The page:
Incarnation, part one

Between now and Christmas I want to share some thoughts on the incarnation using the writings of Richard Rohr as the springboard for those thoughts. I pray they will be good food for thought.

“Incarnation, the synthesis of matter and spirit, should be the primary and compelling message of Christianity. Through the Christ (en Christo), the seeming gap between God and everything else has been overcome “from the beginning” (Ephesians 1:4, 9). Without some form of incarnation, God remains essentially separate from us and from all of creation. Without incarnation, it is not an enchanted universe but somehow an empty one.” Richard Rohr’s Daily Meditation, 12.22.19

One of the historic positions held about the creation is that God created all that is “ex nihilo,” which means out of nothing. This position has a fundamental flaw. If God is omnipresent (everywhere) how can there be someplace where God is not, a nothingness that is other than or beyond God?

It makes more sense to me to understand creation as God transforming a part of God’s own essence into the material realm we know as creation. If God is truly love, a relational concept, then God needed something upon which to pour our God’s love. To satisfy God’s own need to be true to God’s self, the created order was brought into being. Using Fr. Rohr’s words, the created order is the “synthesis of matter and spirit,” the spiritual and physical.  The physical realm is infused with the Spirit of God. Creation is the incarnation of God by its very existence. That is what God has been trying to tell us from day one. We keep wanting to divide them into two separate realms. We can thank the ancient Greeks for that.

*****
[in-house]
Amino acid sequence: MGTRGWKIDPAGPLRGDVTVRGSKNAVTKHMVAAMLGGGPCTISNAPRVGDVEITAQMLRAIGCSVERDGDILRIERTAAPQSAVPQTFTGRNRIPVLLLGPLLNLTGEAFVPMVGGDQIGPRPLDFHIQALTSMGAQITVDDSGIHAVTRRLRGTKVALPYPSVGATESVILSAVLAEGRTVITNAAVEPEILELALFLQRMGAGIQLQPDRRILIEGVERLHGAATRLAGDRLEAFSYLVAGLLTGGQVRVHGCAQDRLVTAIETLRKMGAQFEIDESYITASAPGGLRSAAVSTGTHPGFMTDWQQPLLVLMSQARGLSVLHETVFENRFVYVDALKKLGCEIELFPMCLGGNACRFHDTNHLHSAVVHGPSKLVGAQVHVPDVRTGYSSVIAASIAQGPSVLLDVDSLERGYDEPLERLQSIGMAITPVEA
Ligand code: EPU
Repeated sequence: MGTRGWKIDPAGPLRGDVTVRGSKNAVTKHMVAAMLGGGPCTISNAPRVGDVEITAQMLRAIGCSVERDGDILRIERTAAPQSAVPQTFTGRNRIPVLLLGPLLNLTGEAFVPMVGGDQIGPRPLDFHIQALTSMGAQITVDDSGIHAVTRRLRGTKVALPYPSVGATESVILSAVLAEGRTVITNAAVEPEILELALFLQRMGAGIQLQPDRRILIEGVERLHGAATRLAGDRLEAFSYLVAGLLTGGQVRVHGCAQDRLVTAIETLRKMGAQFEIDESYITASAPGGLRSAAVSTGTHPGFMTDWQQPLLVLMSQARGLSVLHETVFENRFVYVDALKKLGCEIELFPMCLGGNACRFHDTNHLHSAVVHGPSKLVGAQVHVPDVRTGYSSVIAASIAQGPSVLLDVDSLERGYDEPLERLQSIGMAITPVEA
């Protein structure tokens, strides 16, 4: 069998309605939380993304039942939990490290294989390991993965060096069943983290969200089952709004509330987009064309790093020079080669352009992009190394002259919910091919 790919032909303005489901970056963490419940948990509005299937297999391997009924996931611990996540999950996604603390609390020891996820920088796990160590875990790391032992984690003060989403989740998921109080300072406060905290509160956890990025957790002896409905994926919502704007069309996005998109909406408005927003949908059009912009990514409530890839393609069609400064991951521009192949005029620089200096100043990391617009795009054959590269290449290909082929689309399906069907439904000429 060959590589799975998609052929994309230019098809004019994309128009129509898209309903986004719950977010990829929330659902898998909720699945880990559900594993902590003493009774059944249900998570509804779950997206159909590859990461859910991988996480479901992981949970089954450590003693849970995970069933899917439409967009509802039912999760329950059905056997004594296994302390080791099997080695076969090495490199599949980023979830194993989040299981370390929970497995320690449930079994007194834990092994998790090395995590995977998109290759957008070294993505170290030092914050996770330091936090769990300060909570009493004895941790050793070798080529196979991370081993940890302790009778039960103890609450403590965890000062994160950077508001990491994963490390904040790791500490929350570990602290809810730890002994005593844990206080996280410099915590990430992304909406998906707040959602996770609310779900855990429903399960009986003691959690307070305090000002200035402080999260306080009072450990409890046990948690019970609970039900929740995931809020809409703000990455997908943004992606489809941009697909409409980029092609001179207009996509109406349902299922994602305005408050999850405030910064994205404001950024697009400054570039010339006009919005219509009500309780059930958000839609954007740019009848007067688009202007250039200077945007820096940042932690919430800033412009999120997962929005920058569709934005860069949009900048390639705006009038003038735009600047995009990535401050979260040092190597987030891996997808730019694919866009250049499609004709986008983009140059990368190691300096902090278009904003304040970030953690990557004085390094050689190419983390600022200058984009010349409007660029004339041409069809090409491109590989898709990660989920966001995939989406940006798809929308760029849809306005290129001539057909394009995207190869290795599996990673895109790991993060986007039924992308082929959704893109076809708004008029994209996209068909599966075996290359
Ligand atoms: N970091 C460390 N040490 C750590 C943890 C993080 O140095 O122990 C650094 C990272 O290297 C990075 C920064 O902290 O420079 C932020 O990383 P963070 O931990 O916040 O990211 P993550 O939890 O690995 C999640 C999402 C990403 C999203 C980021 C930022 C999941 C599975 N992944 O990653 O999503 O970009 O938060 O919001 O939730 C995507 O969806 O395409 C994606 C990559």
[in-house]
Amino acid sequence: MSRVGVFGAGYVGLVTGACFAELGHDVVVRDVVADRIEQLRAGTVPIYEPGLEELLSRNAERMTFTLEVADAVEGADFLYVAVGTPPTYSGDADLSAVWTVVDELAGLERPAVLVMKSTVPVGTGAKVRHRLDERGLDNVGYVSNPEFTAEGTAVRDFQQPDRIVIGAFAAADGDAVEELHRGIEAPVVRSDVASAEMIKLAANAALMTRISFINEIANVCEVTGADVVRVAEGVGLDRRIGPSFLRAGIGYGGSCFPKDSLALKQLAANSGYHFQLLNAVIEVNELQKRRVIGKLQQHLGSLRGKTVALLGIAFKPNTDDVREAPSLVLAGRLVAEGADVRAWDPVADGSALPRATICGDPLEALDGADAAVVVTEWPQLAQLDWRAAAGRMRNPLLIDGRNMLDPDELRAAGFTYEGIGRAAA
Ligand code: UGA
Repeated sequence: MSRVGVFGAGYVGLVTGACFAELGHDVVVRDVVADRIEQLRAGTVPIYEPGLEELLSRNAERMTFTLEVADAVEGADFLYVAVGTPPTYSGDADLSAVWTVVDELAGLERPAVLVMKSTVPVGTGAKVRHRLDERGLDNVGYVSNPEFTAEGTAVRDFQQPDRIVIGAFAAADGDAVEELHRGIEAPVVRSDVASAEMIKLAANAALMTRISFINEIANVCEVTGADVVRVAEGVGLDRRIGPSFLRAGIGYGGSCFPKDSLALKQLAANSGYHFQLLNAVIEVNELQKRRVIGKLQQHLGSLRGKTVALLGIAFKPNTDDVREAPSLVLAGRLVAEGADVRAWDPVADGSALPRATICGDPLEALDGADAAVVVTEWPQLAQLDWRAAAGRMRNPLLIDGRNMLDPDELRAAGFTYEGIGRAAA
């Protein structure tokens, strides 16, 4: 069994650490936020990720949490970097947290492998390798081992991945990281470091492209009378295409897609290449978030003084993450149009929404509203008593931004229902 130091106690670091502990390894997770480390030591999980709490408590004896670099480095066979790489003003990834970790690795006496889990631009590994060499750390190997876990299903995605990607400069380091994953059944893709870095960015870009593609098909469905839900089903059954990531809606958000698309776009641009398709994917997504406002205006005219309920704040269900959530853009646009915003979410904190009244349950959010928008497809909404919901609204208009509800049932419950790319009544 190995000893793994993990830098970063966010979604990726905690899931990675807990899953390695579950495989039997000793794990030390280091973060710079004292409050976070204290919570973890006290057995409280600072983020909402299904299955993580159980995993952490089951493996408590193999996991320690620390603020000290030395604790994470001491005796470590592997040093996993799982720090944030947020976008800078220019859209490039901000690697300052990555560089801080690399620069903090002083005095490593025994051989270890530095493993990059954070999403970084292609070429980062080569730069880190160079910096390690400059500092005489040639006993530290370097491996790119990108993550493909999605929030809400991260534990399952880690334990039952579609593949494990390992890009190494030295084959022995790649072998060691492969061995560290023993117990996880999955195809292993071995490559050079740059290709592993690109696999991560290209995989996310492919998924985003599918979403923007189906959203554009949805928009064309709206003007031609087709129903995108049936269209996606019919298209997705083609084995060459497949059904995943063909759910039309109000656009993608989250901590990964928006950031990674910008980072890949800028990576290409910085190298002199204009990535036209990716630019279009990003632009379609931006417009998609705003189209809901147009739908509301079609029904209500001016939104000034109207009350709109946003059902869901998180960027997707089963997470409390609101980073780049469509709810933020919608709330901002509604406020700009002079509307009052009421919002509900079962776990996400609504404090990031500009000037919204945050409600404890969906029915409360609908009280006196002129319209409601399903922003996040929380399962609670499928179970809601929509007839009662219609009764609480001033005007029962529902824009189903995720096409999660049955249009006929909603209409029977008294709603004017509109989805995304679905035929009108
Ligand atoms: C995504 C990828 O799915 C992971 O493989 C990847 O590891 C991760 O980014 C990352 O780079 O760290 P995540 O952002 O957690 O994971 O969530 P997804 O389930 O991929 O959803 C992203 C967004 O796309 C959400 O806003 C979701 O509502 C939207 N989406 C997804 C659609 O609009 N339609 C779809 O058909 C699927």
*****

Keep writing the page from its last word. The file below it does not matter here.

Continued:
Why would we want to do that? Well, for power over and control primarily. If we can place God on a distant throne, far removed from the material world, then we don’t have to contend with God for oversight, control, and the accumulation of resources. It becomes a free for all where to the victor goes the spoils. That’s the history of humanity. It’s the door through which sin enters the story.

On the other hand, if the spiritual and material are one, then God is not out there, in a distant heaven, but here, now, in everything, which makes us subject to the Creator. Creation is the kingdom of God. The problem is that we never got (or rarely took seriously) that memo from God.

Returning to Fr. Rohr, “Without some form (or acknowledgement) of incarnation, God remains essentially separate from us and from all of creation. Without the incarnation, it is not an enchanted universe but somehow an empty one.

Tomorrow, we will begin to explore God’s response to our, shall we say, misunderstanding.

Be a blessing to someone today!

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